Guest Essay: America Before Roe v. Wade

November 22, 2009

The following essay was written by my good friend Eddy Collins of Norman OK:

Few women now of childbearing age will remember the time when abortion in America was illegal. As much as some might want you to think otherwise, it was hardly a glorious time of sexual abstinence. Women, whether married or unmarried, had unwanted pregnancies and sometimes resorted to folk or even quack “remedies”. Unknown and untraceable abortionists operated from back-alleys, kitchen tables, and rented rooms—with few guarantees of medical knowledge, professional conduct, or even basic hygiene, and with no threat of a medical malpractice lawsuit if (or when) things went horribly wrong.

The men of that era who fathered an unwanted pregnancy often responded to such news with, “How do you know it’s mine?” Fortunately, if abortion is recriminalized, with modern DNA techniques such questions will be easily answered, particularly when the issue of child support arises.

Since abortion (and, in many states, contraception) was illegal, women whose procedures were botched were at great pains to hide what had happened. A trip to the hospital to treat symptoms like massive bleeding or infection could have been tantamount to an admission of guilt. Thus, official statistics of deaths resulting from illegal abortion would undoubtedly be vastly understated and unreliable.

As another holiday season approaches, families will gather together and retell each other their stories. What about that aunt or sister or cousin (or the dear friend from high school or college) who died suddenly, or is the “black sheep” of the family—the one who’s only spoken of in hushed tones? Was she one of “the girls who went away”: to an out-of-state abortionist or a home for unwed mothers? Did she put a “love child” up for adoption, willingly or otherwise? Has she felt the shame and guilt of her family and society ever since? (On this topic, I give great thanks to Ann Fessler, author of the powerful book, The Girls Who Went Away, and those who shared their stories with her.) What about the men of that generation? Did they ever “get a girl in trouble”, sweat bullets waiting anxiously for a girlfriend to “get her period”—or leave her before finding out? After all, it takes two to tango.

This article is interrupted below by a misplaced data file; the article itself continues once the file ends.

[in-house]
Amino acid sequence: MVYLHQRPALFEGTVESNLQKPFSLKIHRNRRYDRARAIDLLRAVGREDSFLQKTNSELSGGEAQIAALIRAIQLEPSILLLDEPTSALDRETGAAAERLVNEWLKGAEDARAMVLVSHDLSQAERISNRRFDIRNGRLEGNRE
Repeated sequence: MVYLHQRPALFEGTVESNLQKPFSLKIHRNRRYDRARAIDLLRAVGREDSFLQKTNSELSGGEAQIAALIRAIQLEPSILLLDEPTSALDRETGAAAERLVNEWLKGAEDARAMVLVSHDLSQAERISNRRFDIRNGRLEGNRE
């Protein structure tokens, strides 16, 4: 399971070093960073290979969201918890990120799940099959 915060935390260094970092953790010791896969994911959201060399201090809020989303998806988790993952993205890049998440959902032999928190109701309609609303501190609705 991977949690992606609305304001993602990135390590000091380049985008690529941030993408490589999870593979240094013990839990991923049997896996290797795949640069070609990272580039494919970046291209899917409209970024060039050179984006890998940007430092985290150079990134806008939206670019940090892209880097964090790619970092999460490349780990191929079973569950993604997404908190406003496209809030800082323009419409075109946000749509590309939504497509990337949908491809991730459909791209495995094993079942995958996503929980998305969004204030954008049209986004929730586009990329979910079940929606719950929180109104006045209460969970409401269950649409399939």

These were far more common occurrences than realized today—and they never found their way into the dinner table discussions on “Leave it to Beaver”, “Ozzie and Harriett”, or “Father Knows Best”. Ask your older relatives while you still can (the National Day of Listening is the Friday after Thanksgiving). You might be surprised at what you learn about your own family history and you might help release a dear relative from a private, personal prison.

No, Americans didn’t wake up one day and decide it would be fun to destroy fetuses. After decades of painful, bloody experience, we decided to stop forcing women with unwanted pregnancies to put themselves at risk of infection, infertility, and death.

One comment

  1. The single most important aspect of a "cure" for global warming is population control. There are now a Billion people on the planet who are underfed. Not to mention lacking clothing, transportation, education, sewers, clean water….And until this year the US "plan" for the world was dumbdication – abstinence only – no birth control.

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